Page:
• M.A. Menzies Department of Geology, Royal Holloway University of London, Egham, Surrey TW20 OEX, UK
  • W.M. Fan Changsha Institute of Geotectonics, Academia Sinica, Changsha, Hunan 410013, P.R. China
  • H.F. Zhang Institute of Geology, Chinese Academy of Sciences, P.O. Box 9825, Beijing 100029, P.R. China
  • K.E. Jarvis Silwood Park, Buckhurst Road, Ascot, Berkshire, SL5 7TE, UK
  • P.R.D. Mason Silwood Park, Buckhurst Road, Ascot, Berkshire, SL5 7TE, UK




Geophysical data indicates that the lithosphere beneath the North China Craton (NCC) is ca 80 km thick and relatively “hot” (Teng et al., 1983). Although this is contrary to what one might deduce from the presence of Archaean crustal rocks (ca 2.5-3.0 Ga) and Ordovician diamondiferous kimberlites (Ma and Wu, 1981), it is consistent with the information from peridotite xenoliths entrained during the Cenozoic. Peridotites from eastern China, collected over distances of several thousand kilometres, are predominantly shallow mantle rocks that formed immediately below the Moho. Petrological, geochemical and textural data point to the presence of thin, hot lithosphere with a marked similarity to lithosphere found beneath tectonically active continents (i.e., off-craton: Basin and Range USA) or the deep lithosphere found beneath modern ocean basins. Of particular note is : (a) the predominance of spinel facies peridotites (< 85 km) (Robinson and Wood, 1998) like those found in Cenozoic volcanic fields around the world, (b) a lherzolitic mode similar to that of “deep” oceanic lithosphere represented by basalt-borne xenoliths from Hawaii, Tahiti and elsewhere (i.e., spinel and garnet lherzolites) but very different to “shallow” oceanic lithosphere as represented by abyssal peridotites (i.e., plagioclase lherzolites, harzburgites & dunites) (Dick et al., 1984), (c) an orthopyroxene/olivine ratio akin to oceanic & offcraton peridotites (Boyd, 1989) and very different from that found beneath the cratons of Canada (e.g., Griffin et al., 1999), Greenland (e.g., Kelemen et al., 1998), Siberia (e.g., Pearson et al., 1995) and South Africa (e.g., Cox et al., 1973), (d) a predominance of “depleted” Sr and Nd isotopic ratios. It appears that most of the on- and off-craton peridotites from eastern China have evolved in response to processes similar to that which led to lithospheric growth in modern ocean basins and areas of post-Archaean crustal growth. These processes are thought to relate to the extraction of basaltic magmas (ca. 1300°C). However on- and off-craton isotopic provinciality does exist within eastern China but only a small number of samples have the enriched isotopic characteristics of on-craton peridotites from areas like the Kaapvaal craton of South Africa. On the basis of geochemical data we conclude that the pre-existent Archaean lithosphere keel has been effectively delaminated and that thermo-tectonic processes led to Phanerozoic accretion of asthenosphere now apparent as “oceanic” lithospheric mantle beneath eastern China (Menzies et al., 1993). The on- and off-craton differences require a more complex petrogenetic model or a fundamental change to our assumptions about the evolution of sub-cratonic mantle based on the Kaapvaal model.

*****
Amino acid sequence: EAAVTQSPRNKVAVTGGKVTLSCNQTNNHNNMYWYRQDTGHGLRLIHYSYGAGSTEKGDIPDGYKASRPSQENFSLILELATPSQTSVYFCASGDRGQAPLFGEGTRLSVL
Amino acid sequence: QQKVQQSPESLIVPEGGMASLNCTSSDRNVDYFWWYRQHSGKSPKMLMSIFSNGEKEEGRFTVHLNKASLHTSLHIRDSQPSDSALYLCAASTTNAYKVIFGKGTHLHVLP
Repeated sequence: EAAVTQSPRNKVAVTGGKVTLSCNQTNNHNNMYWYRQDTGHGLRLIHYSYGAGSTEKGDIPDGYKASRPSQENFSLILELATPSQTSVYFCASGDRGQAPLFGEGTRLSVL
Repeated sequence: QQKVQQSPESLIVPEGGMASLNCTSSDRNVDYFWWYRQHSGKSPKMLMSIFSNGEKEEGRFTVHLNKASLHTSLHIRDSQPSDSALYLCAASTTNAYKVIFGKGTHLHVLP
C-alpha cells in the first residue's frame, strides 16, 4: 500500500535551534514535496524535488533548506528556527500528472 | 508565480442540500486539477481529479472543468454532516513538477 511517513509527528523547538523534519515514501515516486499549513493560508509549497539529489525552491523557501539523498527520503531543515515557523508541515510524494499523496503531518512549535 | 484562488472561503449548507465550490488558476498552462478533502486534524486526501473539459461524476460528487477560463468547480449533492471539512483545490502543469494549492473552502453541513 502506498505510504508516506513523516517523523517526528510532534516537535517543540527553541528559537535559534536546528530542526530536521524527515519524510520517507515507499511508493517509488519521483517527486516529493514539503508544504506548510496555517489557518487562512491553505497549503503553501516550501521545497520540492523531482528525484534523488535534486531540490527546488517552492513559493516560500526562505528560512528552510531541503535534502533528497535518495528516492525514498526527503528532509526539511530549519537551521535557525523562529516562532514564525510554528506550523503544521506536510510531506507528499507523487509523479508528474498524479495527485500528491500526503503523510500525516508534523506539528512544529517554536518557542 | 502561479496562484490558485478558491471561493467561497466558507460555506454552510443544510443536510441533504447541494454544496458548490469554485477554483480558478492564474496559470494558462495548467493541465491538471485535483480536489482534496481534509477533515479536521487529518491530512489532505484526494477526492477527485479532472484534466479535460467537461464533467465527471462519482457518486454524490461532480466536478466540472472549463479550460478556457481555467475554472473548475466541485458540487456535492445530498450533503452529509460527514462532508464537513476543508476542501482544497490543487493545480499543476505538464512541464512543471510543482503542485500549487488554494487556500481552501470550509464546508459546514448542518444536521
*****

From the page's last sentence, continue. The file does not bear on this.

How to Cite

Menzies, M., Fan, W., Zhang, H., Jarvis, K., & Mason, P. (1999). ON- AND OFF- THE NORTH CHINA CRATON: WHERE IS THE ARCHAEAN KEEL?. Ofioliti, 24(1b), 131. https://doi.org/10.4454/ofioliti.v24i1b.59